Ranking The Artists On Kanye West’s GOOD Music Label From Worst To Best

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Last weekend in Chicago, the month-long Red Bull Music Festival kicked off with a bang, collecting most of the artists on Kanye West’s GOOD Music label for a two-hour long arena blowout concert. With some admittedly notable exceptions, nearly every artist currently signed to the imprint was on-hand at the 10,000-seat Wintrust Arena in the South Loop to show what they can do.

One of the more interesting aspects surrounding the evening was to consider how far removed we are from the peak, Cruel Summer era of 2012 when Big Sean and Travis Scott were both newcomers and Jay-Z was hanging around the “Clique.” The only artist still kicking around from that time period is the label’s current president, Pusha T. The rest of the bill was lined with relative newcomers like Valee, 070 Shake, and Teyana Taylor, along with Desiigner, and a headlining set from Nas, who though not a member of GOOD Music, worked with West on his most recent, seven-song album Nasir.

Most notable in his absence was West himself. Though he was never billed, you had to think given the fact that he’s been hanging around Chicago a lot more lately, and that nearly every single one of his artists that hit the stage has some kind of affiliation with him that he might want to make an unscheduled cameo. Alas, that was not to be. Perhaps he’s trying to maintain a lower profile at the moment in the run-up to the release of his next album Yandhi. It seems antithetical to his very nature, but given all the recent mania that has stirred up around him lately, and his decision to go quiet about his political feelings, maybe he simply didn’t want to overshadow the larger event. Or maybe there was an art exhibit he wanted to catch in Fort Worth, Texas instead. Who the hell really knows?

You can really learn a lot about an artist by what they do when they get in front of a crowd. With so much talent sharing the same stage on the same night, it was interesting to consider where each person currently sits in the larger GOOD Music hierarchy. Here, they all are ranked from worst to best.

Honorable Mention: CyHi The Prynce


What does CyHi The Prynce have to do to get the notice he deserves? The man released one of the very best rap albums of the year in 2017, No Dope On Sundays, has long proven to be one of Kanye West’s best behind-the-scenes writers, and still can’t find a place on a GOOD Music revue show? This is egregious.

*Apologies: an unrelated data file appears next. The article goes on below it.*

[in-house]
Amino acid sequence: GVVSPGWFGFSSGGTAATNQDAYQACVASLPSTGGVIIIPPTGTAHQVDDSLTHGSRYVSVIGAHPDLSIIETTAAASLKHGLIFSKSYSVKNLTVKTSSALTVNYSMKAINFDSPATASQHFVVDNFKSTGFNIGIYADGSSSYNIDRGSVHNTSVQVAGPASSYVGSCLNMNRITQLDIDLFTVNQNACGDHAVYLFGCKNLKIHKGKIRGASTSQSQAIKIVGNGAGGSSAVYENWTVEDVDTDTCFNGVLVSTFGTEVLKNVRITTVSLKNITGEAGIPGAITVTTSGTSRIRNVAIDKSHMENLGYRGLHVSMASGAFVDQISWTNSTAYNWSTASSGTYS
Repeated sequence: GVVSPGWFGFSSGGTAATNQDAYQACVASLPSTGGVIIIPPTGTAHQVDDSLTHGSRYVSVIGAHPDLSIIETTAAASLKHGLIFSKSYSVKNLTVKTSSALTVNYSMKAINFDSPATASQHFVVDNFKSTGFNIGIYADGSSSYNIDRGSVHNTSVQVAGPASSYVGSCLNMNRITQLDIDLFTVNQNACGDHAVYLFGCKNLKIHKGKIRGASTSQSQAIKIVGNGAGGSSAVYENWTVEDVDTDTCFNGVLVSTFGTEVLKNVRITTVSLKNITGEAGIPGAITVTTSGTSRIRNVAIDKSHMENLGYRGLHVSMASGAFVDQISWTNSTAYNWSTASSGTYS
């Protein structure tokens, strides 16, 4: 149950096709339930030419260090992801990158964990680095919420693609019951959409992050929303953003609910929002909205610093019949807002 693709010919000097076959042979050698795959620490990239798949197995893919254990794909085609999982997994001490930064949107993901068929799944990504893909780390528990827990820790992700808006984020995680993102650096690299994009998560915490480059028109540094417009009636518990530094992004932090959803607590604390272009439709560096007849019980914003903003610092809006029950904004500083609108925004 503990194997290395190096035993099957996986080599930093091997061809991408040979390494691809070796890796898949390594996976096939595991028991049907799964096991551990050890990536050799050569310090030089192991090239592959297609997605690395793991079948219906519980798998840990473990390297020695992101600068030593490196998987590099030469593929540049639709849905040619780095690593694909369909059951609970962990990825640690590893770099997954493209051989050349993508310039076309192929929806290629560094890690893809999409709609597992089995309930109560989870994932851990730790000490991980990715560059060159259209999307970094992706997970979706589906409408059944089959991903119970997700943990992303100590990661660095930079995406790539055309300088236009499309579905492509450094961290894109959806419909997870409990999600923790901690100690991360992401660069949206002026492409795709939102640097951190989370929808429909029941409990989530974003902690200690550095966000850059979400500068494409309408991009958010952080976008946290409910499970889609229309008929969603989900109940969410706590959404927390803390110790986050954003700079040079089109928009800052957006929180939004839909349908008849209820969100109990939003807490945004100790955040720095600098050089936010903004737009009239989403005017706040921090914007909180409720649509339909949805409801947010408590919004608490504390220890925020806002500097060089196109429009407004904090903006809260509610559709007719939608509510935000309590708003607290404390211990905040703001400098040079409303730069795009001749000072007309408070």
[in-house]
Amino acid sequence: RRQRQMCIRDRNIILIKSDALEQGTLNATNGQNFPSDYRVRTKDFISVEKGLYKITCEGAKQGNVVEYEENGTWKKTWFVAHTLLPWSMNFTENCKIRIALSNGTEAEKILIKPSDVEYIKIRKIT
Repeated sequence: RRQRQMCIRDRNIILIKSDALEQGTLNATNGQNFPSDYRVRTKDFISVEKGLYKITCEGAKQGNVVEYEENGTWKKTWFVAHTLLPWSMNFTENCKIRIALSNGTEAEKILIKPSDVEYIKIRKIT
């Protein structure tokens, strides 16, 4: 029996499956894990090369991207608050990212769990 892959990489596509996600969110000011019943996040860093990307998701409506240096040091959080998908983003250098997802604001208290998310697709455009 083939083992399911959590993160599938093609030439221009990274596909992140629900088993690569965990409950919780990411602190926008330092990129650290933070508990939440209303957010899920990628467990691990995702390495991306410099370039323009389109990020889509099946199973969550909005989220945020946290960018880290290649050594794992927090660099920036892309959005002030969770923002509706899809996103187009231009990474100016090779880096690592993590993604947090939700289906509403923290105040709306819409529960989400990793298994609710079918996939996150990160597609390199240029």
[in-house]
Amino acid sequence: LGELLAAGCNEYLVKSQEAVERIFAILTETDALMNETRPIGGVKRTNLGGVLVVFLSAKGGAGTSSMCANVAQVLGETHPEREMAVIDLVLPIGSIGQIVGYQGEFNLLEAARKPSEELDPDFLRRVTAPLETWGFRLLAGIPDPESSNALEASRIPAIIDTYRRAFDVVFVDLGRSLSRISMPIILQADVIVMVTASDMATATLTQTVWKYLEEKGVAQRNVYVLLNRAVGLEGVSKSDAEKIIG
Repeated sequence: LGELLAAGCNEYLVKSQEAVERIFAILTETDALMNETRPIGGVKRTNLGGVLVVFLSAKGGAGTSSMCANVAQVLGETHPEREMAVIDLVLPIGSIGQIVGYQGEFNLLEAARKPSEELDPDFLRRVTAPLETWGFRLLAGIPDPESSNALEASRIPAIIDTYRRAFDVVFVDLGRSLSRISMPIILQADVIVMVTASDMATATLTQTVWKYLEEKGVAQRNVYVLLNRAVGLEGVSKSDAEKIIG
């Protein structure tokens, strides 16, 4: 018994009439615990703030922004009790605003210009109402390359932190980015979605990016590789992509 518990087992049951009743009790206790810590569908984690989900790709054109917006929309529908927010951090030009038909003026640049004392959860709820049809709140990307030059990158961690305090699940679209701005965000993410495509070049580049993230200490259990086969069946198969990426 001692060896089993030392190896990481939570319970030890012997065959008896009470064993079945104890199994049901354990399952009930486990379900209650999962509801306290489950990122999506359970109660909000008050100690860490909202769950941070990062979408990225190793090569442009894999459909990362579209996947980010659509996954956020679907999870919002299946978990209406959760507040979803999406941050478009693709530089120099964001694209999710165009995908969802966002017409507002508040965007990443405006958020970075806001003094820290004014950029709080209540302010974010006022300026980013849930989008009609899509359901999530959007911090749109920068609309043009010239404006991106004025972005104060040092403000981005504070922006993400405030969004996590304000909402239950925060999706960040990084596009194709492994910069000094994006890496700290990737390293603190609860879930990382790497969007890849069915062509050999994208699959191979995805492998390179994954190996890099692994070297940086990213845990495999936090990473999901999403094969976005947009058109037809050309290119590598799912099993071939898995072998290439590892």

Honorable Mention: Big Sean


Outside of Kanye West, Big Sean remains the biggest and most commercially powerful artist on GOOD Music. As such, he’s reached a point in his career where he’s grown beyond performing on a multi-person bill of this nature. He also seems to be distancing himself from West and the label itself lately. His absence from the recording sessions that went down this year out in Wyoming was certainly notable and had a lot of people speculating on the status of his relationship with former mentor at the present time. But until he drops his next album and it comes with a different record company moniker in the bottom right-hand corner, he remains GOOD Music’s brightest star, non-Kanye category.

7. 070 Shake


070 Shake’s position at the bottom of this ranking is not entirely her fault. She just doesn’t have the songs yet. Though it’s true that she put out a six-track EP earlier this year titled Glitter, most people really only recognize her from her feature appearance on the last two songs from Kanye West’s most project album Ye, “Ghost Town” and “Violent Crimes.” Given about five-to-seven minutes onstage to kick off the show, you wanna guess which two tracks she performed? That’s right, “Ghost Town” and “Violent Crimes.” In time, she’ll build up a deeper catalog of her own tracks, I’m sure. I’m also confident she’ll also hone her skills as a performer, which were a little less than refined during this gig — but that just comes with experience.

6. Valee